But renationalisation is now talked about, not only among trade unionists and Labour backbenchers, but also in the broadsheet leader pages and at the dinner tables of the glitterati. The trouble is that the current problems stem not so much from privatisation as from fragmentation – and the fragmentation makes it all the harder to take the railways back into public ownership. British Rail was split into around a hundred parts, which were flogged off individually: they include Railtrack, the 25 train operators, the 14 renewal and maintenance companies, the three rolling-stock companies, the two freight operators, and companies covering numerous more marginal things such as catering and research. Harold Wilson once proposed to nationalise the top 100 companies: renationalising the railways would be almost as complicated. But the real argument concerns just three sections of the industry.
First, the train operators. Here, the window of opportunity for renationalisation lies with the franchising system. All the train operating companies’ existing franchises run out between 2003 and 2012. Rather than renewing the franchises, the government could award them to a reconstituted BR. Bob Crow, the number two at the rail union RMT, argues that the subsidy could be much reduced because there would then be no need to make profits. But this is not wholly true. If the franchises were taken back into public ownership, all the financial risks would be taken by the government. Under the present arrangements, if revenue dips suddenly, as has happened in the wake of the Hatfield disaster, private shareholders take a hit. In a renationalised railway, therefore, subsidy might have to increase.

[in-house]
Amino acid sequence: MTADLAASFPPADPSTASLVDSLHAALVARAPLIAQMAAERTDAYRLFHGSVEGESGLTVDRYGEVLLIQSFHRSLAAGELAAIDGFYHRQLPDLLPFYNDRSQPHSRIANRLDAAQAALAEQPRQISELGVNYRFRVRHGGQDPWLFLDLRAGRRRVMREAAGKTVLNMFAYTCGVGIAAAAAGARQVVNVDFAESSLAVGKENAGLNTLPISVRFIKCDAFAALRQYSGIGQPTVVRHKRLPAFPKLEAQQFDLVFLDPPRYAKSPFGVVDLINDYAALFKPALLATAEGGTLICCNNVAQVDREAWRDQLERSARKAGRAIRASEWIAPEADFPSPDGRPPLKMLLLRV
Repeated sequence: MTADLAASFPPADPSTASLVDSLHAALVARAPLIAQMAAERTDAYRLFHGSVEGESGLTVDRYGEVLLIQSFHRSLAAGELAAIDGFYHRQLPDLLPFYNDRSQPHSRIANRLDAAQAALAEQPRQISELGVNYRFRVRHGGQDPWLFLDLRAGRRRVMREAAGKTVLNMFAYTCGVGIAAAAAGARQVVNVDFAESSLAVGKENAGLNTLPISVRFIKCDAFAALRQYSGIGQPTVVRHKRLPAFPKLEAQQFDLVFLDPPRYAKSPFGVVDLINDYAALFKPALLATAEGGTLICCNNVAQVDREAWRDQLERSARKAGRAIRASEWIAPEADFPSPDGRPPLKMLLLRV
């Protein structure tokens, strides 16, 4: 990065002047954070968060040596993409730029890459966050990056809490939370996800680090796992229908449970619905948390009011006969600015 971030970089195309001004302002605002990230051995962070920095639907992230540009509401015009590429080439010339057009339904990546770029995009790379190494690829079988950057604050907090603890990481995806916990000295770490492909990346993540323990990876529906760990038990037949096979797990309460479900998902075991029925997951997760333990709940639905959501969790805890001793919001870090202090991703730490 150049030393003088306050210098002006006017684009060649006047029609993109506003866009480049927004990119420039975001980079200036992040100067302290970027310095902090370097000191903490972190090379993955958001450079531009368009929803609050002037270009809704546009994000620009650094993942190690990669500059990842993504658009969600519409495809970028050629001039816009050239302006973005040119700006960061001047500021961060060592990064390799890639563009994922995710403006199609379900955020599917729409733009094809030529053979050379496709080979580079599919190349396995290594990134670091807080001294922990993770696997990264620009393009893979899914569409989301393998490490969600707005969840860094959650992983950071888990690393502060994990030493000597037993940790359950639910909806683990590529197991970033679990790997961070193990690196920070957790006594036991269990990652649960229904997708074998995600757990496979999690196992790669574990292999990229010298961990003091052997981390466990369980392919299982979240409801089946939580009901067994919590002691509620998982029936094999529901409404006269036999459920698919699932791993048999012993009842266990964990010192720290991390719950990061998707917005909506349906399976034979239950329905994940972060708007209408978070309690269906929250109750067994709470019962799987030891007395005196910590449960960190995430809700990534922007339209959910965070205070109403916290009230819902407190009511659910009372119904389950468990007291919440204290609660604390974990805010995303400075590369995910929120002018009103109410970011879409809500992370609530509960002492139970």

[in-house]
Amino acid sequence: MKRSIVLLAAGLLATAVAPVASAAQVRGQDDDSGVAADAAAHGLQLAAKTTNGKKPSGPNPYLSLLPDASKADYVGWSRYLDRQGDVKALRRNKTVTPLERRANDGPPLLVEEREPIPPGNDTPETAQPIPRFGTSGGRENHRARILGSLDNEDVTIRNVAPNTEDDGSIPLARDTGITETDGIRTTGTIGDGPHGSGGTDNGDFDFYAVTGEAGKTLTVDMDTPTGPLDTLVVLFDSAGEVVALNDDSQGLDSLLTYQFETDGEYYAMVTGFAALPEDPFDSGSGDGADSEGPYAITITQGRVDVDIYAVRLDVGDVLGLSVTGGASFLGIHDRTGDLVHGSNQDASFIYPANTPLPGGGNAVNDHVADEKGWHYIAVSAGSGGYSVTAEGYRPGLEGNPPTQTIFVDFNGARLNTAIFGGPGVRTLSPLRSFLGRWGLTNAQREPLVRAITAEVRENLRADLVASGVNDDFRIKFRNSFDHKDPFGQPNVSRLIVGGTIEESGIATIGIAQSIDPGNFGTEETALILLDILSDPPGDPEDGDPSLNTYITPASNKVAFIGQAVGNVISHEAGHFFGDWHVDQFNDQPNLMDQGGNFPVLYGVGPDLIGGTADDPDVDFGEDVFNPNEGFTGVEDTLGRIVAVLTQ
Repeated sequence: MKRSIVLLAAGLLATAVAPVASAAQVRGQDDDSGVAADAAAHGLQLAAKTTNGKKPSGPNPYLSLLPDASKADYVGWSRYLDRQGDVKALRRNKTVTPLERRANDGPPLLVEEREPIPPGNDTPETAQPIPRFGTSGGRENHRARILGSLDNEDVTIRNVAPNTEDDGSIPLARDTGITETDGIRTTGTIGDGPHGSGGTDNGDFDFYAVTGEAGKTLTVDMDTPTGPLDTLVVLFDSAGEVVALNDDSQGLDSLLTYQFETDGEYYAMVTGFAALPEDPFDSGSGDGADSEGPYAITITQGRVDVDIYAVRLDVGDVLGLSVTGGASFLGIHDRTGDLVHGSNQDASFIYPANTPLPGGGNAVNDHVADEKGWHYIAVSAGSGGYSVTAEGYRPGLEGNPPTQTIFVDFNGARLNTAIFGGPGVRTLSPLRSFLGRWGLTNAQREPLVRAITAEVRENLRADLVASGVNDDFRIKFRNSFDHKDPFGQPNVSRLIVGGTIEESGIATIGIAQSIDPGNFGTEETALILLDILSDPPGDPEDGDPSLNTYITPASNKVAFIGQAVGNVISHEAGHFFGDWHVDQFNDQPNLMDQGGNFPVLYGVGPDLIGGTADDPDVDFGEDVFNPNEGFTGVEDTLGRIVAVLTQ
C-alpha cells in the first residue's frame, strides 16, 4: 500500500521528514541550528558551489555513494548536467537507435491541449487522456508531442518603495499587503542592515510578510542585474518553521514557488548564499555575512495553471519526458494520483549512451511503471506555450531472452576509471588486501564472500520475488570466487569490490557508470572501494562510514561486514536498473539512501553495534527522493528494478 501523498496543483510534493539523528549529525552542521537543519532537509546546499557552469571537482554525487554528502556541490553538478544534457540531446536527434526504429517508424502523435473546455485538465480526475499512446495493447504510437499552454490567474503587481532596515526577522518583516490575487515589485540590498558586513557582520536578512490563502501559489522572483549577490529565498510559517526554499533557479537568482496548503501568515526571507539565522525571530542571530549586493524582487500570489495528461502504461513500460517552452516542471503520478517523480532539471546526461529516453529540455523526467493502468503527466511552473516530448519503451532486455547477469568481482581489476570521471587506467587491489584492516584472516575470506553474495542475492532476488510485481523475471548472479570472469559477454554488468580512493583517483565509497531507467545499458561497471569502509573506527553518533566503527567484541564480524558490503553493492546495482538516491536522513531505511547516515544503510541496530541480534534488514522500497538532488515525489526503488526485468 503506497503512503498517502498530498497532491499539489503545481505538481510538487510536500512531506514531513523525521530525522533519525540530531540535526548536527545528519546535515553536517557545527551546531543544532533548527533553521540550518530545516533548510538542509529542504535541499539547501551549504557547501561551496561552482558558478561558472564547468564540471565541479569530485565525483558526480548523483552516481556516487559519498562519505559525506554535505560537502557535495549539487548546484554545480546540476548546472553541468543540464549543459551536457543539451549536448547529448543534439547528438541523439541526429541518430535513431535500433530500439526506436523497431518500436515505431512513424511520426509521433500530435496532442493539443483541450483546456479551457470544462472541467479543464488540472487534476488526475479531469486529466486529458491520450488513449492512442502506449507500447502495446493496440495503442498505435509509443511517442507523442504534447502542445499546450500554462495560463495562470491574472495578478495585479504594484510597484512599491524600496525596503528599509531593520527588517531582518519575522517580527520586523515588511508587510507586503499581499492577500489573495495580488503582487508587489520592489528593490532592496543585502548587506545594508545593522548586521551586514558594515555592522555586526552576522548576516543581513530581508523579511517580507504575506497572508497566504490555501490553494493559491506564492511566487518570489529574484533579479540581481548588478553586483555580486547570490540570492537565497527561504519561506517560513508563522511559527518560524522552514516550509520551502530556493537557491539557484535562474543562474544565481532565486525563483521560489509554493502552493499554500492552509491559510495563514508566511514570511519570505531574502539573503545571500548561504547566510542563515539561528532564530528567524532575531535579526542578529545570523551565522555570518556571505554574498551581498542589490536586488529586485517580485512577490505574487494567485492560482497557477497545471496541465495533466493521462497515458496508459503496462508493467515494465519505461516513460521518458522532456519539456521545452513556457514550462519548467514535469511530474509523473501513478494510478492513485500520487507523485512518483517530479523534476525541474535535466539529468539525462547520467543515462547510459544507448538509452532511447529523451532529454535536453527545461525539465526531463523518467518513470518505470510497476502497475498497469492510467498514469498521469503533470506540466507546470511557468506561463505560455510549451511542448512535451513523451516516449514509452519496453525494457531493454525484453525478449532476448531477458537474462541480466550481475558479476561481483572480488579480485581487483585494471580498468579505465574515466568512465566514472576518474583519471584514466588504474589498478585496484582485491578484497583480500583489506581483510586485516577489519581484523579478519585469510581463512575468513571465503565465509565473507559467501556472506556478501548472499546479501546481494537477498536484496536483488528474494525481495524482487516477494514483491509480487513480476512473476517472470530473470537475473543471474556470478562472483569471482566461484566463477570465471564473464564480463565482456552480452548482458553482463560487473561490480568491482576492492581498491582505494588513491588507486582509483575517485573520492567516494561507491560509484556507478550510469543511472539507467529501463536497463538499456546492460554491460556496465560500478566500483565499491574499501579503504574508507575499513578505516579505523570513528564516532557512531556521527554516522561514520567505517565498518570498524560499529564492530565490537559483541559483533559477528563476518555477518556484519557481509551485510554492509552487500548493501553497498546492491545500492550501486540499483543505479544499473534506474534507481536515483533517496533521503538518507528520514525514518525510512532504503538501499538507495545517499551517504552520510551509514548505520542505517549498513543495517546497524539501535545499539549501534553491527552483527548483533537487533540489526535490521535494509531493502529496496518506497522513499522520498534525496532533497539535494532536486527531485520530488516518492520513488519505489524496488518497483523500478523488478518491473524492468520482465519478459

Moreover, Sir Alastair Morton, chairman of the Strategic Rail Authority, is trying to relet the franchises early: he is offering 20- year terms in exchange for promises of investment from the operators. The potential for bringing in that investment would be lost were the franchises to become state-owned.
Second, Railtrack. The company’s place in the FTSE 100 is a bizarre anomaly, because its structure is unlike that of any other quoted company. Its income is fixed by a regulator, and there is very little potential for growth. Its profits depend on its being able to reduce expenditure; yet all its spending is on maintenance and renewal. It receives an annual £1bn in government subsidy. And it is the owner of a national asset that has been given a totally arbitrary value on which it is allowed to make an arbitrary rate of return.